Schwab hit with another suit over bond fund

Plaintiffs charge Total Bond Market Fund deviated from stated investment strategy

Sep 7, 2010 @ 4:06 pm

By Dan Jamieson

The Charles Schwab Corp. has been hit with another lawsuit claiming that its Total Bond Market Fund, which was represented as tracking the Lehman Brothers U.S. Aggregate Bond Index, loaded up with mortgage-backed securities prior to the financial crisis.

The proposed class action was filed last Friday in U.S. District Court for the Northern District of California.

The suit seeks to represent investors who bought the fund after May 31, 2007.

"By that time, the fund had significantly deviated" from its stated investment objective, said Sean Matt, a partner at Hagens Berman Sobol Shapiro LLP, which filed the claim on behalf of Jerry Smit, a Colorado investor.

In 2007, the Schwab fund held over 67% in residential-mortgage-backed securities, the lawsuit claims, while the Lehman index, since renamed the Barclay's U.S. Aggregate Bond Index, had a 37% weighting.

A similar suit, Northstar Financial Advisors Inc. v. Schwab Investments, is also pending in federal court in California.

Mr. Matt said the Northstar litigation does not include class action claims under California's Unfair Competition Law, a broad consumer protection statute.

"We expect the two cases to be consolidated, and we plan to defend ourselves vigorously," Greg Gable, a spokesman for Schwab, wrote in an email.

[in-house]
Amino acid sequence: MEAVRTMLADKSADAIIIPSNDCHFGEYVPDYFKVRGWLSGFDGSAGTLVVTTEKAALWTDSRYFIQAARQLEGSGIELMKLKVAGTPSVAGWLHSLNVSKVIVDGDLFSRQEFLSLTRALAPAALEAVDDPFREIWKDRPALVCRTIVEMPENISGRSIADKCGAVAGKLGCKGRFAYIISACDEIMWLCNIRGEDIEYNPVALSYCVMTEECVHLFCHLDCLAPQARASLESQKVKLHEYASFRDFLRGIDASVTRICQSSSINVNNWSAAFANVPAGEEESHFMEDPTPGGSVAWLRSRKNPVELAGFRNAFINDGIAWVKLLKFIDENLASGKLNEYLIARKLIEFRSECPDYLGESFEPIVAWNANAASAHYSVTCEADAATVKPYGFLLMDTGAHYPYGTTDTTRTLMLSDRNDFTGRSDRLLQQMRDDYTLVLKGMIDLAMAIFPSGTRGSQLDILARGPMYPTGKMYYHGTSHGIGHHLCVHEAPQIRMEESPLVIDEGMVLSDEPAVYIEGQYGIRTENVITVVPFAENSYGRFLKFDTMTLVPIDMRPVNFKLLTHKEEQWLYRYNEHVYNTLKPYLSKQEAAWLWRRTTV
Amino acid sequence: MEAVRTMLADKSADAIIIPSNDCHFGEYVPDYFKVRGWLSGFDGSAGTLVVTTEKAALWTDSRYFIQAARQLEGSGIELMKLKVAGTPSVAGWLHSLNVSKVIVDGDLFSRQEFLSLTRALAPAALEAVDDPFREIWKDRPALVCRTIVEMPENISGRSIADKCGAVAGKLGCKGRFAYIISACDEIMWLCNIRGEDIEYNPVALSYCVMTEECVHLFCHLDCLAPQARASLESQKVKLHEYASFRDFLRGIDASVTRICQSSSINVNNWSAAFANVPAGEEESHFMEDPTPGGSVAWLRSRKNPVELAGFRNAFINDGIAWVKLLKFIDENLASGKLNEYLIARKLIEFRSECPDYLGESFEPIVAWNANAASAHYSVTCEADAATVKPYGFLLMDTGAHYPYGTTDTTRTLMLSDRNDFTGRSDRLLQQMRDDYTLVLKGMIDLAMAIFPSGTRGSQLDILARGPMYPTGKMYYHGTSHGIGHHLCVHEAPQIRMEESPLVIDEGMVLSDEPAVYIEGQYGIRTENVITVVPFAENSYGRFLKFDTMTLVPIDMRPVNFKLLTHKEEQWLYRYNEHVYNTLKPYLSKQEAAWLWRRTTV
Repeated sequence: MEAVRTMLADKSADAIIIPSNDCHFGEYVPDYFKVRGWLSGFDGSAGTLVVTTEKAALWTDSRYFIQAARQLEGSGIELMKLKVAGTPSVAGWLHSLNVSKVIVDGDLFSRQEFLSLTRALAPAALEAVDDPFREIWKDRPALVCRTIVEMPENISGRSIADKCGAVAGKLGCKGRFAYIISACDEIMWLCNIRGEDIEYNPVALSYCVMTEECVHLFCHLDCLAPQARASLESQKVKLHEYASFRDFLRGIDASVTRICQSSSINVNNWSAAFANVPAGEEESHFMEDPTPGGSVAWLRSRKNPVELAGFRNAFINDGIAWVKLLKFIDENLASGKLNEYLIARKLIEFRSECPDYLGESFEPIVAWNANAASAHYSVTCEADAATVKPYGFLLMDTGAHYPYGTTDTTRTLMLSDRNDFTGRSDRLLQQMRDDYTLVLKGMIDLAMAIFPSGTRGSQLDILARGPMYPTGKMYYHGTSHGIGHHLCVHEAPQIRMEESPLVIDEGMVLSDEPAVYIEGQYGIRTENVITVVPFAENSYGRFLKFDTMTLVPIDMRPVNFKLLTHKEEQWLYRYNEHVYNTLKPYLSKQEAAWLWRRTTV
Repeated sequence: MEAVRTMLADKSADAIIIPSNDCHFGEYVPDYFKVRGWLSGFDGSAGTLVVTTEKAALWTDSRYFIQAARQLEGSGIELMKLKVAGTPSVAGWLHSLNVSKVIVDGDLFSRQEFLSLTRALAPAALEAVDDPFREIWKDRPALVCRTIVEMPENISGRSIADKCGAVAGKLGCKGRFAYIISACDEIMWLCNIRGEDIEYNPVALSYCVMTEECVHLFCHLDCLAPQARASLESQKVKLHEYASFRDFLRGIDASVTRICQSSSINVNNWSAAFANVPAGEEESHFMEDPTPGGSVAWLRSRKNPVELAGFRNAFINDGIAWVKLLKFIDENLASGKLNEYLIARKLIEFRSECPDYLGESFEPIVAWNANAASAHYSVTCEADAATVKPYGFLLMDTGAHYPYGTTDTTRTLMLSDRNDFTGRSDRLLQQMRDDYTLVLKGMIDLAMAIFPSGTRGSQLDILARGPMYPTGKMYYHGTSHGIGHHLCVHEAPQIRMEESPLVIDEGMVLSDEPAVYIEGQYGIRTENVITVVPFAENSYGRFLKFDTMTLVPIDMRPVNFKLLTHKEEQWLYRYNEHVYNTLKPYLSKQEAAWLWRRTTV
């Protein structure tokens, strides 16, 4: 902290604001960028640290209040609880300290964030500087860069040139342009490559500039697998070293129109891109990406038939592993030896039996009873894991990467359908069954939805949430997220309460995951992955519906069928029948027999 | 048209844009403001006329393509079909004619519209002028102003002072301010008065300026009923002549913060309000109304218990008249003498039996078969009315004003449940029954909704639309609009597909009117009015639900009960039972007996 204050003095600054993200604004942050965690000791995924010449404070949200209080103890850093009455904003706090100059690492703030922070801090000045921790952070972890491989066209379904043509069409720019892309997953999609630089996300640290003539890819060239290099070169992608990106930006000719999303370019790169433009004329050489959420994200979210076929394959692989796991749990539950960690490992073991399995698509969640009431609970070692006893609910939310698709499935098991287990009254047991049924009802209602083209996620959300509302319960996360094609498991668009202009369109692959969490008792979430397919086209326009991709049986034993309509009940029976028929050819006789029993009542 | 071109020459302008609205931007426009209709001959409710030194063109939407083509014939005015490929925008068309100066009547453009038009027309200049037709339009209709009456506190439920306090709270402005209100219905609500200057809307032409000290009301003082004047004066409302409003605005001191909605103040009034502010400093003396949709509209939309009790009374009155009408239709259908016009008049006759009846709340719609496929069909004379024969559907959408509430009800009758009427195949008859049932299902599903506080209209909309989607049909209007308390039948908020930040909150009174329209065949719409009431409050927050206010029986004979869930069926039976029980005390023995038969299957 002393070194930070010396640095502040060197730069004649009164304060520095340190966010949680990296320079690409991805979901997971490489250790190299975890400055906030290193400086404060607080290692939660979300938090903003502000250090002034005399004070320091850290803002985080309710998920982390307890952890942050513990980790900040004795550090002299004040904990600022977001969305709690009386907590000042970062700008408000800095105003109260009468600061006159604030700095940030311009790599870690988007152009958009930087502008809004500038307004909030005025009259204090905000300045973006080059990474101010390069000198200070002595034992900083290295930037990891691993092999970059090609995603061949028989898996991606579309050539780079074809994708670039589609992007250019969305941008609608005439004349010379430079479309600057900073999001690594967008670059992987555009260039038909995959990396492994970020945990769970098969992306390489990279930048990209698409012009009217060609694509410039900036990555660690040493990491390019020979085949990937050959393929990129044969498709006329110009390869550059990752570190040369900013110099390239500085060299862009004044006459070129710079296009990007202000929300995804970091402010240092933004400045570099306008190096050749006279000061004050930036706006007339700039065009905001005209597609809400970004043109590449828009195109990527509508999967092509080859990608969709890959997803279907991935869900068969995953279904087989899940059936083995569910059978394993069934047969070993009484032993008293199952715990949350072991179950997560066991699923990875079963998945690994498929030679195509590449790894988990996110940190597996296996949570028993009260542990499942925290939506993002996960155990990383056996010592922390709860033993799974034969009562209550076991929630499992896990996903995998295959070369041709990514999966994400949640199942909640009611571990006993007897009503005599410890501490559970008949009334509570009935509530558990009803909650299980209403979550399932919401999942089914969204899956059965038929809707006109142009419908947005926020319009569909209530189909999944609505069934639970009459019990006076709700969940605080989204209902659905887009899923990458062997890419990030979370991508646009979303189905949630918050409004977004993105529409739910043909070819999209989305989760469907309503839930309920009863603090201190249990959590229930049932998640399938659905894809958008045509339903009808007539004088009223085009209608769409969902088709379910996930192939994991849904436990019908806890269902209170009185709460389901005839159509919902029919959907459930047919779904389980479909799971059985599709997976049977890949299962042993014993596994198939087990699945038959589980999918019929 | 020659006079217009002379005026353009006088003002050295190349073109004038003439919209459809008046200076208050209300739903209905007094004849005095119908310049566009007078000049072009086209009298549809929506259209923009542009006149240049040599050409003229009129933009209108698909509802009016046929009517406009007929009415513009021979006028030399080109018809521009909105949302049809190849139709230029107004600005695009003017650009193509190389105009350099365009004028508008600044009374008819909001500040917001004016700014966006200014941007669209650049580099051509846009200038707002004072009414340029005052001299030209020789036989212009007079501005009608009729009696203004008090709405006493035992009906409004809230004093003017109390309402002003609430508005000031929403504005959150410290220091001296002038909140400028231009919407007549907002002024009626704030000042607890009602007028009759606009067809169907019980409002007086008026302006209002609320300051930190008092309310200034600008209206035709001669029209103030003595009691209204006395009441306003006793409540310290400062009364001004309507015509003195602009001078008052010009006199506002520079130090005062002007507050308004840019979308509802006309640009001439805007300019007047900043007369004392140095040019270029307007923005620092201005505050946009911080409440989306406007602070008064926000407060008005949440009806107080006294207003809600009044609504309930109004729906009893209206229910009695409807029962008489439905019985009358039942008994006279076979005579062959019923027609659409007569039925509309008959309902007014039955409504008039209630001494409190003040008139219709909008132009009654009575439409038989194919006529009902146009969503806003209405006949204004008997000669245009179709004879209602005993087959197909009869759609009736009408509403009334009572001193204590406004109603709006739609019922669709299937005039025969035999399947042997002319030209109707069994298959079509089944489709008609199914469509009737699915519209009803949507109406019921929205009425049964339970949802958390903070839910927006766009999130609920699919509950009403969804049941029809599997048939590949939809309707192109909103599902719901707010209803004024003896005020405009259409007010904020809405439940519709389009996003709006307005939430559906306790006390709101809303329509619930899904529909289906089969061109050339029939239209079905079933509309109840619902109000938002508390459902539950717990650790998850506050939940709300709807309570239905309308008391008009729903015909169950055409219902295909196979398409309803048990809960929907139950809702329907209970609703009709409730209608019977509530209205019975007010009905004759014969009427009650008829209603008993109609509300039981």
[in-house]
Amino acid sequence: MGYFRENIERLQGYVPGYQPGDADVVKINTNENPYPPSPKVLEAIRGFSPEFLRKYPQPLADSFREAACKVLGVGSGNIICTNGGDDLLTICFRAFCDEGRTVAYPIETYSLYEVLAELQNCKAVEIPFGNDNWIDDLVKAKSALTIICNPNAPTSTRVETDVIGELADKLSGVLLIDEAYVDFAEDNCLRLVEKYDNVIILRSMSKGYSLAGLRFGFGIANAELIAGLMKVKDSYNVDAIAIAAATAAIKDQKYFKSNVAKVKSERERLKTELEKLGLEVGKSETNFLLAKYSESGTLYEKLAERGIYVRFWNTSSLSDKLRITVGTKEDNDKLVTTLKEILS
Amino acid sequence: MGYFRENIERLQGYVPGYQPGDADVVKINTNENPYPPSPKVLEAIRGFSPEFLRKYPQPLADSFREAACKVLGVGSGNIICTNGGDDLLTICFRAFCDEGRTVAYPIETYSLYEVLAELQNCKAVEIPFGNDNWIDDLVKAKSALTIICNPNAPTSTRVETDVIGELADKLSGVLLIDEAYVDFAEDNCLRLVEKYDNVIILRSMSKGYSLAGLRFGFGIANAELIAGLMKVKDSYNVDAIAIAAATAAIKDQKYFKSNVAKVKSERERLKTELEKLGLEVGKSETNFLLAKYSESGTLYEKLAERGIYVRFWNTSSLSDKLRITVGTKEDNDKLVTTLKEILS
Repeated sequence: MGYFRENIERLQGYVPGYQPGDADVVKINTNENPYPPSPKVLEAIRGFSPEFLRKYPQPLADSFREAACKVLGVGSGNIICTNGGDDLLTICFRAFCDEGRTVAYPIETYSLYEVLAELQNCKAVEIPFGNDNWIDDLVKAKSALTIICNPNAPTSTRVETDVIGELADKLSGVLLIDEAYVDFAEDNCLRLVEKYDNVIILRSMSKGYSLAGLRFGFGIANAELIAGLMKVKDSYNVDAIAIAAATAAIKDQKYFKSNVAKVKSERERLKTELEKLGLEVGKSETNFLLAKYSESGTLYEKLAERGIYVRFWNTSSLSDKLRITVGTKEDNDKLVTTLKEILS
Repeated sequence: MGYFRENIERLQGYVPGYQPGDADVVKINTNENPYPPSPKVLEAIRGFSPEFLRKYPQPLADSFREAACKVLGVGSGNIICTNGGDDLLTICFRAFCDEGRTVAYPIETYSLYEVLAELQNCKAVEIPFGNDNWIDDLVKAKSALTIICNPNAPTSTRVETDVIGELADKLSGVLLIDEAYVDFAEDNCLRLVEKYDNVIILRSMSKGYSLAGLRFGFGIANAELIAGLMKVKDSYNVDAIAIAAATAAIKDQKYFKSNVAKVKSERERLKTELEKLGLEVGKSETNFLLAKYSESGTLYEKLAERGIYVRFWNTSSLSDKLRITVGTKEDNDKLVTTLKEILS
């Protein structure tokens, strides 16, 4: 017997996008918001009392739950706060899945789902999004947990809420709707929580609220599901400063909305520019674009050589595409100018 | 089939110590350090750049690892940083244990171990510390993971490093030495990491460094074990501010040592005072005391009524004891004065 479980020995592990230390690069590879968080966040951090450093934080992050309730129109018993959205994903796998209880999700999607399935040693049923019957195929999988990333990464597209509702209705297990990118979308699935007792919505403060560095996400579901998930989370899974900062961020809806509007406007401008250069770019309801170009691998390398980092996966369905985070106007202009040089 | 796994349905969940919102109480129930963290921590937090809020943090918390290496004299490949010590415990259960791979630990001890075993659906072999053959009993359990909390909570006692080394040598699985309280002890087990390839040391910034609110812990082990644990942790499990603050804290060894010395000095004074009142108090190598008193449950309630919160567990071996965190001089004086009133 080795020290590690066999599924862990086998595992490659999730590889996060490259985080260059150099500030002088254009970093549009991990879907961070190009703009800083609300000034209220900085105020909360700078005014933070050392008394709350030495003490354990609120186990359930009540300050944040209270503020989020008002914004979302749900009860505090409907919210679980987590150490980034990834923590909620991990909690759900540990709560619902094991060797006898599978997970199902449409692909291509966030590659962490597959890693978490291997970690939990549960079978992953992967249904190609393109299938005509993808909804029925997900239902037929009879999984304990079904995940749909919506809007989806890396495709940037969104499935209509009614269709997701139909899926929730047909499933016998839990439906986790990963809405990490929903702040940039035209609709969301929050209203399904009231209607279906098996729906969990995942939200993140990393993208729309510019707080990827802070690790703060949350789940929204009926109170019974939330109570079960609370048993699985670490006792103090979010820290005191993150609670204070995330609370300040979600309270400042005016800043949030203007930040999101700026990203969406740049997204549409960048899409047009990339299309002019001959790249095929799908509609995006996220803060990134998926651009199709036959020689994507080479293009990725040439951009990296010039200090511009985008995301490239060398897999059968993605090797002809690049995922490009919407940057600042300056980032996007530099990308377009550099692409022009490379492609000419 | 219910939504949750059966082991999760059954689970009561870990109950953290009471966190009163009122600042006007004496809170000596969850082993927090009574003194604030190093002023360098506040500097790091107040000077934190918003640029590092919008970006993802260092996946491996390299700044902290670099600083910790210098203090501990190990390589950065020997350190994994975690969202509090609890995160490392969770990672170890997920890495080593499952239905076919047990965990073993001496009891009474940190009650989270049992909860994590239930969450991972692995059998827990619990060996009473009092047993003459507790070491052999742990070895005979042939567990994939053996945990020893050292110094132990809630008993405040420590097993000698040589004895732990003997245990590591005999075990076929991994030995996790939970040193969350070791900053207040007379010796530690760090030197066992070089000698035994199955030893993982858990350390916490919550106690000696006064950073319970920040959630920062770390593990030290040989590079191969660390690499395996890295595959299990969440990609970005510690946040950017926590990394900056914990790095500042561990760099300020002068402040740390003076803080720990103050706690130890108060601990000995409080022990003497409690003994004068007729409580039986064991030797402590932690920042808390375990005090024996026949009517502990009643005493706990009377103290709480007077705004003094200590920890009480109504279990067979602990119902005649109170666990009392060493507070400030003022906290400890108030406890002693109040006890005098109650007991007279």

The bond fund performed well prior to the financial crisis, Mr. Gable said, and then "suffered a decline … because of extraordinary events in the credit markets that were unique and unforeseeable."

"I don't think they would have got so caught up [in the financial crisis] if they'd been consistent with how they represented" the fund, Mr. Matt said. Schwab went "far afield" from the Lehman index, he claimed.

Separately, in April, Schwab agreed to a $200 million settlement in a class action suit over the Schwab YieldPlus Fund, which was also accused of making risky bets in mortgaged-backed bonds and related products. Hagens Berman was one of the plaintiff firms in that case as well.

In May, the company agreed to pay another $35 million to California investors who were not part of the earlier settlement.


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